should be expanded to other ARL programs. As an example, SEM might have a profound impact on the programs involving quantum chemical modeling by combining modeling efforts with the problem of identifying experimental programs that will serve to validate and instill confidence in the models.
Also newly presented was the development of the Novel Energetic Research Facility (NERF), which led to the development of DEMN, an explosive fill. This effort demonstrates a continued paradigm shift from looking for one magic explosive material to using calculations and experience to suggest a mixture of materials providing tailor-made performance.
During the 2006 review, the panel learned of a new program—Soft Tissue Physics and Applications—and offered numerous suggestions for its improvement. During the 2008 review, it was obvious that WMRD had taken those suggestions to heart, and the group is to be commended for its successful effort in refocusing the program, which addresses a national defense priority and now seems to be going in the right direction. The understanding of munitions-induced trauma is of high importance in the design of armor, in the design of armaments (e.g., to reduce the risk of collateral damage to noncombatants), in the design and delivery of effective treatment of the wounded, and in the training of medical personnel. Blunt trauma and traumatic brain injury (TBI) have very high profiles with the public and the Congress; hence, WMRD’s efforts in modeling blast loading are timely.
A very important element of the materials effort in WMRD is the formation of several Materials Centers of Excellence (MCoEs) in which the scientific input of academia is melded with the technology-driven, warfighter-focused programs at ARL. Currently, five MCoEs are being funded—at the Johns Hopkins University, Rutgers University, the University of Delaware, Virginia Polytechnic Institute and State University (Virginia Tech), and Drexel University. Some of their contributions include the following: (1) work on developing phase diagrams for glassy grain boundary phases in grain boundary engineered boron carbide—necessary for improving the consistency of armor protection of this very lightweight ceramic armor; (2) development of magnesium (Mg) as a lightweight metallic armor; (3) nanocrystalline tungsten (W) to replace depleted uranium (DU); and (4) nanocrystalline aluminum having the strength of steel but one-third the density. In addition to their scientific input, the MCoEs have been the source of a number of summer postdoctoral researchers, some of whom have stayed on as staff members.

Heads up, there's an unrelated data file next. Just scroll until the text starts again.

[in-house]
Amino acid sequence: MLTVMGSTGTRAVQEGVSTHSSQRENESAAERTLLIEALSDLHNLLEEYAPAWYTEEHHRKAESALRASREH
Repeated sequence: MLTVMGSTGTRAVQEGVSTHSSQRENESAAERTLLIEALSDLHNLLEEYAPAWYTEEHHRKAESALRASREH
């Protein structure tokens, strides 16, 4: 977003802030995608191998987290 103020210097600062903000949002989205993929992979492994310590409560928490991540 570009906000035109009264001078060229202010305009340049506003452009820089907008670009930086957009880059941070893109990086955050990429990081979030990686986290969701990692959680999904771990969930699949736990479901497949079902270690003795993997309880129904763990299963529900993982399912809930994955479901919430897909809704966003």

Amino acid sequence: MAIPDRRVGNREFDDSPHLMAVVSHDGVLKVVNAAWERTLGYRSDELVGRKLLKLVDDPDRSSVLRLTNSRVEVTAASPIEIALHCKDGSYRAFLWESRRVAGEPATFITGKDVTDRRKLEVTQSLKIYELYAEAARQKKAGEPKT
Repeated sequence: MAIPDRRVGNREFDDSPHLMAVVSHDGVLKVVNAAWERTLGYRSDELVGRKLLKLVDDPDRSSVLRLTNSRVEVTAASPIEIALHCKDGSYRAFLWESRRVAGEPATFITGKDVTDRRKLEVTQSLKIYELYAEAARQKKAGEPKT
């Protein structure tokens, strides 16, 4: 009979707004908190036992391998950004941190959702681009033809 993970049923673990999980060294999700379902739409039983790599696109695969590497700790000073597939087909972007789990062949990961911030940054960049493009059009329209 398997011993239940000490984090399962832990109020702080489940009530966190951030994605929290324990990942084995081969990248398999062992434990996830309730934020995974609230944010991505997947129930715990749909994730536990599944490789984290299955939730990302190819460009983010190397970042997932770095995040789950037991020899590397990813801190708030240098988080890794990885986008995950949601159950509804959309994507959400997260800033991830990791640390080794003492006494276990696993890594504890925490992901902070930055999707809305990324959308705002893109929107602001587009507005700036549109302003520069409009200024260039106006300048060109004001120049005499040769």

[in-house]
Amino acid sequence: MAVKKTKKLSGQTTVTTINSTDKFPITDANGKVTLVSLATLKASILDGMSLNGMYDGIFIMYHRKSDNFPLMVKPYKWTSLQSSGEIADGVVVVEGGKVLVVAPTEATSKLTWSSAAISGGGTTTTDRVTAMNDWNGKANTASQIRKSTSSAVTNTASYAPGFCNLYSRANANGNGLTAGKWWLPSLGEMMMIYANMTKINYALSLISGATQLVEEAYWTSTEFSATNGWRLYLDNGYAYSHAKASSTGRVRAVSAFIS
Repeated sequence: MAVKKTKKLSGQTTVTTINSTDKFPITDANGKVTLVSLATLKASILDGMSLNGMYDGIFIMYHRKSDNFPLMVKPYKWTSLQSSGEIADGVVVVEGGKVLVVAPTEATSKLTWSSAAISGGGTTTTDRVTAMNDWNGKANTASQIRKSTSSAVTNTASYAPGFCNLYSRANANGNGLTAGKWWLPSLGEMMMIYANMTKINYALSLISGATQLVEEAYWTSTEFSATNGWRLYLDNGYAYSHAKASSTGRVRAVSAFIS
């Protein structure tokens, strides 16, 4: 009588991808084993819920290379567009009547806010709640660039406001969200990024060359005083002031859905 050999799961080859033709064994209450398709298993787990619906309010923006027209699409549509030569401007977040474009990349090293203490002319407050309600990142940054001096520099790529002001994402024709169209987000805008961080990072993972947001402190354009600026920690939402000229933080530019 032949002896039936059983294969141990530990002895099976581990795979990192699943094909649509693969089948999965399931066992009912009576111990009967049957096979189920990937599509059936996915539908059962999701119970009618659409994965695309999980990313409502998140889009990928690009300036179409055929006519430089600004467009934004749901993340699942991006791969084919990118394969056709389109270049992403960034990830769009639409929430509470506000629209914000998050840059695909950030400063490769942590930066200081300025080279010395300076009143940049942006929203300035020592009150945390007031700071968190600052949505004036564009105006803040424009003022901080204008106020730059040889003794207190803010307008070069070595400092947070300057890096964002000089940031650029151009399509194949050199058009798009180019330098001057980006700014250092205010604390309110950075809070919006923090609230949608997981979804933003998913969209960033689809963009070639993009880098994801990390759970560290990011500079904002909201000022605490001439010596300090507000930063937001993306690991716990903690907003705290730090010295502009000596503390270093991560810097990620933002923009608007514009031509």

The Microscale Compressive Properties of Metallic Glasses project, undertaken in collaboration with the Johns Hopkins University MCoE, explores new microcompression techniques as a method of assessing the properties of metallic glasses. The goal is to measure physical properties of microconstituents to compare with bulk measurements and to inform the models of metallic glasses and composites in the future. This tie to modeling work was not highlighted by WMRD, but it seems to be the only practical use for the results of this work. Extreme care needs to be taken so that experimental variations (notably alignment) do not dominate the observed results. WMRD is encouraged to leverage these measurements with its multiscale modeling interests, because only through linking the micromechanics to larger length scales can it be hoped that the research described will provide new engineering tools of relevance to Army needs. As this technique continues to be developed and tied to single-crystal and multiscale